It’s summer time, which means privileged users are away on vacations and contractors or co-workers are taking up the slack. Managing the temporary access that this requires is not something you want to leave to chance.
Abuse of privileged access can be costly. On June 17th, Tesla reported a malicious insider attack on the Tesla Manufacturing Operating System that resulted in the loss of several gigabytes of data and a stock decline of six percent. That same week, we learned that a CIA employee was charged with providing hacking tools to WikiLeaks, stolen as part of the Vault 7 leak.
Privileged Access Management (PAM) isn’t enough
According to Gartner, “PAM technologies help organizations to provide secured privileged access to critical assets and meet compliance requirements by securing, managing and monitoring privileged accounts and access.”
In practice, PAM reduces the risk of privileged user abuse by limiting what privileged users (such as system administrators) can do on specified systems, during specified times or with specified commands. It can monitor and record their activity to offer misuse deterrence by collecting evidence for prosecution, and can provide more detailed compliance reporting than system logs.
These capabilities are entirely necessary to protect against sensitive data loss from those who have the “keys to the kingdom.” But it isn’t enough.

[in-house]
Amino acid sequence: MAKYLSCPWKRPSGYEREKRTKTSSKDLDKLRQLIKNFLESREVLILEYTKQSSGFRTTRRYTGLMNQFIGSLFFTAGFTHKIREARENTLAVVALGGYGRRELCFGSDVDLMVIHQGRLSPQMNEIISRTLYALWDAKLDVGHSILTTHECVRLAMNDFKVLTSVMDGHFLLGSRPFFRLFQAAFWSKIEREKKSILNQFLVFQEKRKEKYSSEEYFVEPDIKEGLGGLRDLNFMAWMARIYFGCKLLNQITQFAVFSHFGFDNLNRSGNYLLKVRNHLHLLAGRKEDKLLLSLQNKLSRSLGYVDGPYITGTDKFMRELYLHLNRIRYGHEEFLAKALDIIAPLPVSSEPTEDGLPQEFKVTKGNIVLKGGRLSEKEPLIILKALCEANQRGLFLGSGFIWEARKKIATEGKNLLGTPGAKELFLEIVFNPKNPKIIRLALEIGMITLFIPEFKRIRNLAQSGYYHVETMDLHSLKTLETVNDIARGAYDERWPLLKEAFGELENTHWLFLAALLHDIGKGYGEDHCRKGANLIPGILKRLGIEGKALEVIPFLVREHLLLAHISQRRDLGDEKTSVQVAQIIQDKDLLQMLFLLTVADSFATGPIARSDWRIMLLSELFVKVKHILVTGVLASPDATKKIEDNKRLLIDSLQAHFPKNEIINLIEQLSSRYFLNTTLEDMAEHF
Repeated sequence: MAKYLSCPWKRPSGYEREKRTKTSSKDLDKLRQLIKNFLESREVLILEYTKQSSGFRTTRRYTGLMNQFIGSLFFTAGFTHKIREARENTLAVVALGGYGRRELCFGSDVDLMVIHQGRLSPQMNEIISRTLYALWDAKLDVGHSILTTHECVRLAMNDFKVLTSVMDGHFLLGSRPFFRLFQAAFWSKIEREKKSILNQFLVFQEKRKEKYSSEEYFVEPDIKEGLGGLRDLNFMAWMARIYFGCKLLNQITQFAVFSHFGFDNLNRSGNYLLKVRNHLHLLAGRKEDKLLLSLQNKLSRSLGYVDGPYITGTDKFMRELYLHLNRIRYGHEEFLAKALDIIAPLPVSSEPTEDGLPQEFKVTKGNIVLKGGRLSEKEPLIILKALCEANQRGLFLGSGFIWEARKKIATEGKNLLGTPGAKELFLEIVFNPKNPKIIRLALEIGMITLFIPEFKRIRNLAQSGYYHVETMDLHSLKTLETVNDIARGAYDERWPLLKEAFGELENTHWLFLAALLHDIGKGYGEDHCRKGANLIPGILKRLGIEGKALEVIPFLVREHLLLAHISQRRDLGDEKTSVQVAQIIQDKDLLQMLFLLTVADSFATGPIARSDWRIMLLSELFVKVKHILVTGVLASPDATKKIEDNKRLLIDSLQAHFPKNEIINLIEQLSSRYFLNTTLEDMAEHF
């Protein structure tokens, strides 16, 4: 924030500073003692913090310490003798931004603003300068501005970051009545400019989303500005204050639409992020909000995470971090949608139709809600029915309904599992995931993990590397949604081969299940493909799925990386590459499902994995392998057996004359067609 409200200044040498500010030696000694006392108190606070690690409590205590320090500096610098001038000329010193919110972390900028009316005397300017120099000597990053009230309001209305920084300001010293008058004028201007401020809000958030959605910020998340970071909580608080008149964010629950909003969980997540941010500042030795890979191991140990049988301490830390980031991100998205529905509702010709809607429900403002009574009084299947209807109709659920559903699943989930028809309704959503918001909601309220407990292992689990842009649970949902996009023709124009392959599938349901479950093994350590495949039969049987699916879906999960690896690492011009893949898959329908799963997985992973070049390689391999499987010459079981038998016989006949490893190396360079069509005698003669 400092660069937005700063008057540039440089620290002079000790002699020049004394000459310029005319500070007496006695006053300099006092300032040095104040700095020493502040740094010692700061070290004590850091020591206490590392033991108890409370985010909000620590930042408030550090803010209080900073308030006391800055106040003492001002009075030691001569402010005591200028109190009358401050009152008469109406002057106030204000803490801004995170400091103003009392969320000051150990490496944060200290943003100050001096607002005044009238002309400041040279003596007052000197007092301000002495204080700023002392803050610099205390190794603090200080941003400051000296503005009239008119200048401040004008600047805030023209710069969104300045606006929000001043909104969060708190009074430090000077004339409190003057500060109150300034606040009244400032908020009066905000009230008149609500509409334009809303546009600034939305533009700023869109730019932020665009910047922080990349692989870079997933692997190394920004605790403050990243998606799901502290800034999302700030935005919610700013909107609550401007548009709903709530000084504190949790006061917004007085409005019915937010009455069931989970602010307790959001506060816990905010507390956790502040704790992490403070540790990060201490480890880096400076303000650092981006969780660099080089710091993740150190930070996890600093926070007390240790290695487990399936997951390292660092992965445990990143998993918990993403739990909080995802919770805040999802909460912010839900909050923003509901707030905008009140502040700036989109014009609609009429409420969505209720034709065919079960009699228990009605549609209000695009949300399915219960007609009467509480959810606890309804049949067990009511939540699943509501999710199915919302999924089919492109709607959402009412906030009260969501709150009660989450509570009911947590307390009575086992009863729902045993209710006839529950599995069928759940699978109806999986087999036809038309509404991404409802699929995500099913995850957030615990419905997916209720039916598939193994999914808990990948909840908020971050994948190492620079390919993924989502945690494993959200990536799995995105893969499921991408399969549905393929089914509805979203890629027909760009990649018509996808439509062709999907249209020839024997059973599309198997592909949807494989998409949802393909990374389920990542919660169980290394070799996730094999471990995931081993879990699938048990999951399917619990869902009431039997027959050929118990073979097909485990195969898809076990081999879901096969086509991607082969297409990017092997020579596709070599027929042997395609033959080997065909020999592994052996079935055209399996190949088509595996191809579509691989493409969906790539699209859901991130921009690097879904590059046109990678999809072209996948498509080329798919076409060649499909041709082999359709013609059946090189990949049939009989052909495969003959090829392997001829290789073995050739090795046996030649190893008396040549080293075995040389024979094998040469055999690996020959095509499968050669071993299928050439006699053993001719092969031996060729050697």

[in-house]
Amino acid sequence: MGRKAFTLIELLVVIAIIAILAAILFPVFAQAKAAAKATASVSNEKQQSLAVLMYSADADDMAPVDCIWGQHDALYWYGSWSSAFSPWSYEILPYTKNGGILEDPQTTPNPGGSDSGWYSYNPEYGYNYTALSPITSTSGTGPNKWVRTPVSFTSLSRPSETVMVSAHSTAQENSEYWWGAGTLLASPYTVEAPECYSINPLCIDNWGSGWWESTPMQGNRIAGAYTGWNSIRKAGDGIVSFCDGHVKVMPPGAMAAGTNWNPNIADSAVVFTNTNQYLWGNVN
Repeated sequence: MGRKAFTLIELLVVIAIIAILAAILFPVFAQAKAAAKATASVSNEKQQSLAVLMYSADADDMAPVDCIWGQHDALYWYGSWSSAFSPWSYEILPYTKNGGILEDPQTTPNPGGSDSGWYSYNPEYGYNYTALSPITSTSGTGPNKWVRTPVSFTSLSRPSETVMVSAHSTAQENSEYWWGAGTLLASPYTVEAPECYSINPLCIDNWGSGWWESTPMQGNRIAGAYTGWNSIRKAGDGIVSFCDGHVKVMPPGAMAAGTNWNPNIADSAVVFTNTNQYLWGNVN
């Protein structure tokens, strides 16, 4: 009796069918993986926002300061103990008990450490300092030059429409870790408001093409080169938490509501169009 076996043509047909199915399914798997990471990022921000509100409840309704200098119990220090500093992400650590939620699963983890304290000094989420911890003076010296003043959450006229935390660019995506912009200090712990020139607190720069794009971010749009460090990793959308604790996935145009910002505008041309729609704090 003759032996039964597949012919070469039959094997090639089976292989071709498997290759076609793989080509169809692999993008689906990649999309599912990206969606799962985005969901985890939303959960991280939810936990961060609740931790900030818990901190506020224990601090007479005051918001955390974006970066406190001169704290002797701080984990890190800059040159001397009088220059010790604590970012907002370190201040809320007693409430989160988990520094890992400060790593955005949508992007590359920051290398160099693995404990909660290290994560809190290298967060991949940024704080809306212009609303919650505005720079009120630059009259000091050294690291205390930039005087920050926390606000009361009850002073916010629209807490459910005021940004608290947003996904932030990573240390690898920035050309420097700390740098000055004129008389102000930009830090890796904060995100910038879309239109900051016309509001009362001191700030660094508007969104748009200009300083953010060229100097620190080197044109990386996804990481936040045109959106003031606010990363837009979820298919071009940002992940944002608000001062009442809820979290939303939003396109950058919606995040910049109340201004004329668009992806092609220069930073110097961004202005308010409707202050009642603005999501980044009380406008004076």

The limitations of PAM
PAM is effective for those who work within it. But if an administrator acquires root access and works around the technology, then it isn’t much use. And there are scenarios where privileged users are given temporary access, such as when covering for other privileged users on vacation or contractors who only need access during a certain period of time, which isn’t revoked at the end of the temporary period.
Add to those scenarios the regular employee turnover, which typically doesn’t have a 100% accurate access deprovisioning process, and there can be an excess of privileged user accounts that could be abused by malicious insiders or outsiders who obtain their credentials. Access that doesn’t conform to the least privilege principle carries added risk.
Identity governance is a necessary companion to PAM
Identity governance technologies discover access entitlements, and on a regular cadence such as every six months, manages a certification process whereby a manager or other authority must certify that the specified user holds the correct entitlements. More sophisticated identity governance tools will prioritize certifications based on users that hold privileged access and have unusual or elevated rights compared to peers, even providing for ad-hoc certifications out of band when the risk level is significant enough.
Integration with PAM can provide identity governance a means of calculating this risk score. Additional risk scoring for privileged users should include usage of access that exhibits unusual patterns, such as during non-working hours or from an unusual location. Double-checking with managers or employees on the activity can identify malicious use, especially advanced persistent threats that often use stolen administrator credentials as an attack vector. The faster this is found, the more limited the damage that can be done.
Identity governance is an additional control that can find privileged users working outside of the PAM system, and help enforce the least privilege principle. If you want to reduce the risk that privileged users present, explore how your organization can make these technologies work more closely together.